With a desk facing an open area, I no longer feel the need to try and hide the back of the monitor because the rear design here is beautiful. In an office setting, I could easily pop this monitor off the desk completely, no longer fighting for desk space when trying to add a monitor, especially one at an ergonomic height.
Every piece feels well-built. Even the rotating arm that functions as a hang point and kickstand feels premium. There is no wobble, creaking, or concern from me as I trust it to hold my beloved display.
The detachable webcam is another area that surprised us. It's so easy (essentially using a reinforced USB-C port) to plug in and unplug that I occasionally pop it off when not using it to experience the cleaner design. The Full HD webcam is good quality, nothing extraordinary, but good enough to work well for virtual meetings, especially with how easy it is to set up and use.
While I understand why LG went with such a minimal port offering for this display, part of me wishes it could also have a USB-A for quick access to a drive or to charge a device. But, again, I get why LG chose not to include this.
There is also a part of me that wishes there was some way to Vesa mount this if desired, but every option I come up with, short of pulling off the entire back fabric panel, makes the display less aesthetically pleasing.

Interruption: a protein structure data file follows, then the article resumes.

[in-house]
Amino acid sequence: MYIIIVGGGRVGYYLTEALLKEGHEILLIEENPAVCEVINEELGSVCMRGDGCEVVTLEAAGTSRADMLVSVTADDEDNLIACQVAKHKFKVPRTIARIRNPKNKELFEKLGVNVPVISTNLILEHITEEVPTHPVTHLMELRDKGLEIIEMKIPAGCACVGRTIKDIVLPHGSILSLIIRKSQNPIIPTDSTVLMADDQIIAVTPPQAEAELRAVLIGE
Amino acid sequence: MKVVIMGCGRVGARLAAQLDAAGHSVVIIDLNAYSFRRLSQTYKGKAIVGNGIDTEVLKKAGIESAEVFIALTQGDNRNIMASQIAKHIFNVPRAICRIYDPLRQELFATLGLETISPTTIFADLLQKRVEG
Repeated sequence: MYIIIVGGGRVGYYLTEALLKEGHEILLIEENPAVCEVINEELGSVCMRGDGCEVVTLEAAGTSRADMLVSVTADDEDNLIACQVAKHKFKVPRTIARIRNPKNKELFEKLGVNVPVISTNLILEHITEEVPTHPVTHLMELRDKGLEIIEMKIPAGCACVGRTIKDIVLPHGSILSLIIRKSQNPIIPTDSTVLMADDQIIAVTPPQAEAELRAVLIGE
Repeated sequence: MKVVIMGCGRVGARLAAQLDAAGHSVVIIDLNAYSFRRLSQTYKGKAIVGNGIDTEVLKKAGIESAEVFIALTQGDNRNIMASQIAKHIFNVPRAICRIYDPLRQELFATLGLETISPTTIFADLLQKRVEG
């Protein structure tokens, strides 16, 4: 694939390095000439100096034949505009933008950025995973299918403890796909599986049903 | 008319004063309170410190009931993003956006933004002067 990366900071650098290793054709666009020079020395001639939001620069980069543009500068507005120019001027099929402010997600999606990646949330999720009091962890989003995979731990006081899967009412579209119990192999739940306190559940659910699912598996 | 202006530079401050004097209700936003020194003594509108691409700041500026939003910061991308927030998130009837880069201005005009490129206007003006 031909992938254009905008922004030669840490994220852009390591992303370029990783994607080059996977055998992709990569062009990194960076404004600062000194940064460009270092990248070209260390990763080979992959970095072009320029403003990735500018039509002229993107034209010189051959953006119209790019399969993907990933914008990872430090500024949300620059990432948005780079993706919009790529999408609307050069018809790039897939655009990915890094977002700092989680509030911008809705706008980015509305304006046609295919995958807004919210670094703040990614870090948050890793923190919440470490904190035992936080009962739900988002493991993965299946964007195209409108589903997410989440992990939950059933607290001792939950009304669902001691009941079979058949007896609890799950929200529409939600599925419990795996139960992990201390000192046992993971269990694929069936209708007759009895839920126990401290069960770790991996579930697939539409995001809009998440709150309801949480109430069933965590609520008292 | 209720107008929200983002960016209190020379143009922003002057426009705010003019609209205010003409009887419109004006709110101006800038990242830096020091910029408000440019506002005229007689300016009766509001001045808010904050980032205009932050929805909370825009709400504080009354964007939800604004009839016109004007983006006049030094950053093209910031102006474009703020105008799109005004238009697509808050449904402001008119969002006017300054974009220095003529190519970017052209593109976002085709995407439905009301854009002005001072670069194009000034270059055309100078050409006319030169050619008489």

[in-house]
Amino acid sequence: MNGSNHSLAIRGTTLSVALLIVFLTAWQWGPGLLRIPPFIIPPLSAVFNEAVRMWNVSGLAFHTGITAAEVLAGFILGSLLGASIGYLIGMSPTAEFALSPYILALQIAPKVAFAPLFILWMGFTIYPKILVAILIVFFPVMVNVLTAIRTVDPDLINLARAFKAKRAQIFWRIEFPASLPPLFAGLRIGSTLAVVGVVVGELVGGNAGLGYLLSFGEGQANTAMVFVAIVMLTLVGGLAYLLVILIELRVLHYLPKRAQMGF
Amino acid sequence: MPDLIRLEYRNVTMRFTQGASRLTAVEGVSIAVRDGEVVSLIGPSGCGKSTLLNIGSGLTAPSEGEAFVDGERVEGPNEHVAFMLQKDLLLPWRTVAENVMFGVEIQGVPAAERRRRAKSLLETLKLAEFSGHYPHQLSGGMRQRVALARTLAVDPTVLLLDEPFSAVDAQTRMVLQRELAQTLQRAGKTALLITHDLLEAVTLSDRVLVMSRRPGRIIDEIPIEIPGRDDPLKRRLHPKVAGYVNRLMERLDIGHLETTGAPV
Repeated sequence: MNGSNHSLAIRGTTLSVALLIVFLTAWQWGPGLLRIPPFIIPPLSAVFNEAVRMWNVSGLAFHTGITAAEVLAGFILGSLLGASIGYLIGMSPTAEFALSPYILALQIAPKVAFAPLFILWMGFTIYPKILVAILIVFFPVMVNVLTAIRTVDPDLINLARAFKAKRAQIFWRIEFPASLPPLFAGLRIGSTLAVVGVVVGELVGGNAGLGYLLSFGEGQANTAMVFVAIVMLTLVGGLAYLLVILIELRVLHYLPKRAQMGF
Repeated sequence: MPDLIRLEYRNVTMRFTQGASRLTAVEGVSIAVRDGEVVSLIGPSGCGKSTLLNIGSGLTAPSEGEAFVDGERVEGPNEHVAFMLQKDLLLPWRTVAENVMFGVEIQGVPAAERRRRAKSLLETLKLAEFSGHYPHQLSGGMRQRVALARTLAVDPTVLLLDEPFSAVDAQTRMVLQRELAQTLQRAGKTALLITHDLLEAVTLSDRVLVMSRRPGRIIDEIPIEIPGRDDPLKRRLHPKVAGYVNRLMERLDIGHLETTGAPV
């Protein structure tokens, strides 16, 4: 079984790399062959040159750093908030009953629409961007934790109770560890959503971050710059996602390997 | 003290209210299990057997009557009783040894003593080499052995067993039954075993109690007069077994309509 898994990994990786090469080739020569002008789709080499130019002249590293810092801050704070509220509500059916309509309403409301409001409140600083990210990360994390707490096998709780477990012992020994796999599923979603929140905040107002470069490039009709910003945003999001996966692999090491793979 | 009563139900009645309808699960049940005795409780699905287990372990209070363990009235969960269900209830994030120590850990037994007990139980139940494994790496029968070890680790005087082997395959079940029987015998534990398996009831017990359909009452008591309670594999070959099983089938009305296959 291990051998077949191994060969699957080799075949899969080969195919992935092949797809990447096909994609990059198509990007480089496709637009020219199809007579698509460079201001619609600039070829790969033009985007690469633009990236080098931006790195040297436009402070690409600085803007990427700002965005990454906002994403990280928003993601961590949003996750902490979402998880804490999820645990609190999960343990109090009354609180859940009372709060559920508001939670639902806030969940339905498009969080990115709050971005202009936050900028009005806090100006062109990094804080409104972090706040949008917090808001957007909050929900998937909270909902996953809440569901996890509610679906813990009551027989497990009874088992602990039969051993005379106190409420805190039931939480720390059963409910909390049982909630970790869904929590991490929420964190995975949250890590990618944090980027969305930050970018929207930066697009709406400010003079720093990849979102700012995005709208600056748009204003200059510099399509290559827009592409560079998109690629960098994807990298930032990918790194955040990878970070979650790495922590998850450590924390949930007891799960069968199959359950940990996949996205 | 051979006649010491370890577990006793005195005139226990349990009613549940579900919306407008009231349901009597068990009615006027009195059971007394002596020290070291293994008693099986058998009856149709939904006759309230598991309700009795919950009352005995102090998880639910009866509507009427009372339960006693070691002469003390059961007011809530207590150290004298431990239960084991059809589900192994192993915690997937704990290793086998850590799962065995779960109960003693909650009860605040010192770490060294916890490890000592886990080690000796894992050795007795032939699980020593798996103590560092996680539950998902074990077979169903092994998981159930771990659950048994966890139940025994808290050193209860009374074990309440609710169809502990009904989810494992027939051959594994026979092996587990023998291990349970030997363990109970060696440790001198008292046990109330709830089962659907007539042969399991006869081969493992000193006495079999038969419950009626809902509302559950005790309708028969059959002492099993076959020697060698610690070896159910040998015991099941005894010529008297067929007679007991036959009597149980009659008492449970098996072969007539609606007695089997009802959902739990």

I have loved having this display out and visible in my home. I have moved it around quite a bit, and I like it regardless of where I have it. It's clean and simple enough that it feels like it belongs wherever it goes. I usually use this as a "hot desk," meaning I don't leave my desk set up with this display. I bring my MacBook Air, iPad Pro, or whatever laptop I am testing to this display, plug it in, get to work, then unplug it and walk away. I have yet to build a massive setup around this display. Part of that is because it doesn't need it.
I have recently loved utilizing this display because I have hooked up an Apple TV to the HDMI and tucked the Apple TV under a desk shelf or hidden away. Then, I let the Apple TV display some beautiful nature screensavers and family photos, or I can watch whatever I want with AirPlay or the remote. If this monitor could gain AirPlay or GoogleOS, or something like that in the future, it could become a seamless art piece and aesthetic addition to any space that could convert into a multitasking dream on the fly.
One final impressive feature I will talk about is the companion software through the LG Switch App. You can install this app on your computer to help the monitor gain even more functionality. It helps with multitasking and can even help set shortcuts for video calls. Just one more way that the Libero can become a productivity powerhouse.
The LG Libero has lived up to my hopes and wishes since the announcement. It's such a unique monitor that helps solve the problem of desk space in a cubicle while also making what is usually a dull monitor back fun and exciting.
Yes, I am dreaming of what a Gen 2 or upgraded model could look like, but that is only because the unique design has altered how I think of monitors now, and maybe that's a good thing.
Former TechRadar Pro B2B Hardware Editor, Collin has been in journalism for years, with experience in small and large markets, including Gearadical, DailyBeast, FutureNet, and more.